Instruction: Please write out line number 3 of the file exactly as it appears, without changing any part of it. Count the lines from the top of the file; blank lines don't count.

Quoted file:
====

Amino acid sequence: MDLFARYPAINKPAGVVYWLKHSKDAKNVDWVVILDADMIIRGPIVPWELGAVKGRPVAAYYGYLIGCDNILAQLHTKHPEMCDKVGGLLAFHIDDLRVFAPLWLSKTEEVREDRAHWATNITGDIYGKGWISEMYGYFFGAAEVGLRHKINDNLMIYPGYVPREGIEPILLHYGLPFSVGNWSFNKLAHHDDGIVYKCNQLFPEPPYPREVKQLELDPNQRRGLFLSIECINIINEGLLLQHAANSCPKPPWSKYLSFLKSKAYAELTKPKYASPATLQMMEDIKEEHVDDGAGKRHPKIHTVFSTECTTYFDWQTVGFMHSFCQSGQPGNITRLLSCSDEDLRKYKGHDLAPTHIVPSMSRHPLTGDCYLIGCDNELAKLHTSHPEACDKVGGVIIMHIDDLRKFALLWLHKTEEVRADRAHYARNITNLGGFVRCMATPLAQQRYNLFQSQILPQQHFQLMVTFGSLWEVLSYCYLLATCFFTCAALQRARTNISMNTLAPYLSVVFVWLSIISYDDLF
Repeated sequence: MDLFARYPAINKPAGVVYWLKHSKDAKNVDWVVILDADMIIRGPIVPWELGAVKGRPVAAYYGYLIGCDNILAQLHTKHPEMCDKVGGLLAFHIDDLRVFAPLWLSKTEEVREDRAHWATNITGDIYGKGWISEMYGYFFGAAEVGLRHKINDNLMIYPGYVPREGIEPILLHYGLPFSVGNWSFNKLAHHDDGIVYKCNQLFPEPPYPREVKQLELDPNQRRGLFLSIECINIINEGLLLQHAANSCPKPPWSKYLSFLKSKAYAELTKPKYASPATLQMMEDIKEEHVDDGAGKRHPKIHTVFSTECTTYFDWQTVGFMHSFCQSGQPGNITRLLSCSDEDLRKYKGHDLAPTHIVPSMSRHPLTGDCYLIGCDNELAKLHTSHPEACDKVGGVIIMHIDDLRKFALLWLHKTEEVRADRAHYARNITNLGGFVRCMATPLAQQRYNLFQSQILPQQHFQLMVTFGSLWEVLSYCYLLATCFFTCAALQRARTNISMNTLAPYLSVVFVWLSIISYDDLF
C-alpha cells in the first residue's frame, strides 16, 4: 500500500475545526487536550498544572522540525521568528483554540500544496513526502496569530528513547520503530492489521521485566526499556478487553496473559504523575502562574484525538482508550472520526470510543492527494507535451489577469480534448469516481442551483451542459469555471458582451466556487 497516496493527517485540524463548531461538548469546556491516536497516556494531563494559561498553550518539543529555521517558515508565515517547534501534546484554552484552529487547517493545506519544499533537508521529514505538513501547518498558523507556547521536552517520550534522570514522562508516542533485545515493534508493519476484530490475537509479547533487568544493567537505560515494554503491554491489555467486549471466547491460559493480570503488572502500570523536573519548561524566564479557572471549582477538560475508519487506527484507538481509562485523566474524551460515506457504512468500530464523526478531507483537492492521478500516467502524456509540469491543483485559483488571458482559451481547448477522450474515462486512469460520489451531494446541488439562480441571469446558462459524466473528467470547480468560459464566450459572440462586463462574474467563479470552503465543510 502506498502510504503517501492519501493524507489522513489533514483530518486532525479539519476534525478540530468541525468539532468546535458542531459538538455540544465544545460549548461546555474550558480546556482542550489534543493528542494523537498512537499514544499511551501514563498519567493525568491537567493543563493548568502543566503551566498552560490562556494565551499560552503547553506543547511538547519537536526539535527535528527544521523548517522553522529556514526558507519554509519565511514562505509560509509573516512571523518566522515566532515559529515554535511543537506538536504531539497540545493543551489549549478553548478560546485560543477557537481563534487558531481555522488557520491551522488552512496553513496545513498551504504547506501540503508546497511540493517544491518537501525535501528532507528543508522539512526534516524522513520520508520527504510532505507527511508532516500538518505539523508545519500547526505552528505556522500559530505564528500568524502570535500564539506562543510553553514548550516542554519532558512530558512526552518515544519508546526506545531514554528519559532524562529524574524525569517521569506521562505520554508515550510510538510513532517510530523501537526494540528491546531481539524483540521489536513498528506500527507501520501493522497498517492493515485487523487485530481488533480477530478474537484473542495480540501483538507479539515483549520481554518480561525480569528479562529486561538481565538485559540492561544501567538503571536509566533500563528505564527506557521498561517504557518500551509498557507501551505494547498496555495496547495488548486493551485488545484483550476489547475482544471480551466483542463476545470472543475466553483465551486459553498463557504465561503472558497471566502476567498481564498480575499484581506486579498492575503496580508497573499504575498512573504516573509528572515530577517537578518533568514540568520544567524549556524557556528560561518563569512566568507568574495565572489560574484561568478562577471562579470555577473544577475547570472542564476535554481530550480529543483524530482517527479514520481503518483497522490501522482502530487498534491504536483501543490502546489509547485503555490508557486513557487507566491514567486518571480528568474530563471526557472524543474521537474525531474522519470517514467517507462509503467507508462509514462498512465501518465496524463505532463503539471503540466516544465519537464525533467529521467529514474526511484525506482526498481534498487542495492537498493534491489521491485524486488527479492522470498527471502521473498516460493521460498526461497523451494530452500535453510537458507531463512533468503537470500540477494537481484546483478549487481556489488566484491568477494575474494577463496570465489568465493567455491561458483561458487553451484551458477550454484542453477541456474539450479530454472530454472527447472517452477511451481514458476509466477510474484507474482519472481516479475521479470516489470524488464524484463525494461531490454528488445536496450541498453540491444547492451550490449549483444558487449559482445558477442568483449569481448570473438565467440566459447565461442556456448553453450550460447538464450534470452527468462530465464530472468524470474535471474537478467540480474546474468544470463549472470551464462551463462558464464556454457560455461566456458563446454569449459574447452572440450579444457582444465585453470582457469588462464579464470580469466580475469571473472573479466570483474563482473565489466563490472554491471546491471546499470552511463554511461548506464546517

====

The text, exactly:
C-alpha cells in the first residue's frame, strides 16, 4: 500500500475545526487536550498544572522540525521568528483554540500544496513526502496569530528513547520503530492489521521485566526499556478487553496473559504523575502562574484525538482508550472520526470510543492527494507535451489577469480534448469516481442551483451542459469555471458582451466556487 497516496493527517485540524463548531461538548469546556491516536497516556494531563494559561498553550518539543529555521517558515508565515517547534501534546484554552484552529487547517493545506519544499533537508521529514505538513501547518498558523507556547521536552517520550534522570514522562508516542533485545515493534508493519476484530490475537509479547533487568544493567537505560515494554503491554491489555467486549471466547491460559493480570503488572502500570523536573519548561524566564479557572471549582477538560475508519487506527484507538481509562485523566474524551460515506457504512468500530464523526478531507483537492492521478500516467502524456509540469491543483485559483488571458482559451481547448477522450474515462486512469460520489451531494446541488439562480441571469446558462459524466473528467470547480468560459464566450459572440462586463462574474467563479470552503465543510 502506498502510504503517501492519501493524507489522513489533514483530518486532525479539519476534525478540530468541525468539532468546535458542531459538538455540544465544545460549548461546555474550558480546556482542550489534543493528542494523537498512537499514544499511551501514563498519567493525568491537567493543563493548568502543566503551566498552560490562556494565551499560552503547553506543547511538547519537536526539535527535528527544521523548517522553522529556514526558507519554509519565511514562505509560509509573516512571523518566522515566532515559529515554535511543537506538536504531539497540545493543551489549549478553548478560546485560543477557537481563534487558531481555522488557520491551522488552512496553513496545513498551504504547506501540503508546497511540493517544491518537501525535501528532507528543508522539512526534516524522513520520508520527504510532505507527511508532516500538518505539523508545519500547526505552528505556522500559530505564528500568524502570535500564539506562543510553553514548550516542554519532558512530558512526552518515544519508546526506545531514554528519559532524562529524574524525569517521569506521562505520554508515550510510538510513532517510530523501537526494540528491546531481539524483540521489536513498528506500527507501520501493522497498517492493515485487523487485530481488533480477530478474537484473542495480540501483538507479539515483549520481554518480561525480569528479562529486561538481565538485559540492561544501567538503571536509566533500563528505564527506557521498561517504557518500551509498557507501551505494547498496555495496547495488548486493551485488545484483550476489547475482544471480551466483542463476545470472543475466553483465551486459553498463557504465561503472558497471566502476567498481564498480575499484581506486579498492575503496580508497573499504575498512573504516573509528572515530577517537578518533568514540568520544567524549556524557556528560561518563569512566568507568574495565572489560574484561568478562577471562579470555577473544577475547570472542564476535554481530550480529543483524530482517527479514520481503518483497522490501522482502530487498534491504536483501543490502546489509547485503555490508557486513557487507566491514567486518571480528568474530563471526557472524543474521537474525531474522519470517514467517507462509503467507508462509514462498512465501518465496524463505532463503539471503540466516544465519537464525533467529521467529514474526511484525506482526498481534498487542495492537498493534491489521491485524486488527479492522470498527471502521473498516460493521460498526461497523451494530452500535453510537458507531463512533468503537470500540477494537481484546483478549487481556489488566484491568477494575474494577463496570465489568465493567455491561458483561458487553451484551458477550454484542453477541456474539450479530454472530454472527447472517452477511451481514458476509466477510474484507474482519472481516479475521479470516489470524488464524484463525494461531490454528488445536496450541498453540491444547492451550490449549483444558487449559482445558477442568483449569481448570473438565467440566459447565461442556456448553453450550460447538464450534470452527468462530465464530472468524470474535471474537478467540480474546474468544470463549472470551464462551463462558464464556454457560455461566456458563446454569449459574447452572440450579444457582444465585453470582457469588462464579464470580469466580475469571473472573479466570483474563482473565489466563490472554491471546491471546499470552511463554511461548506464546517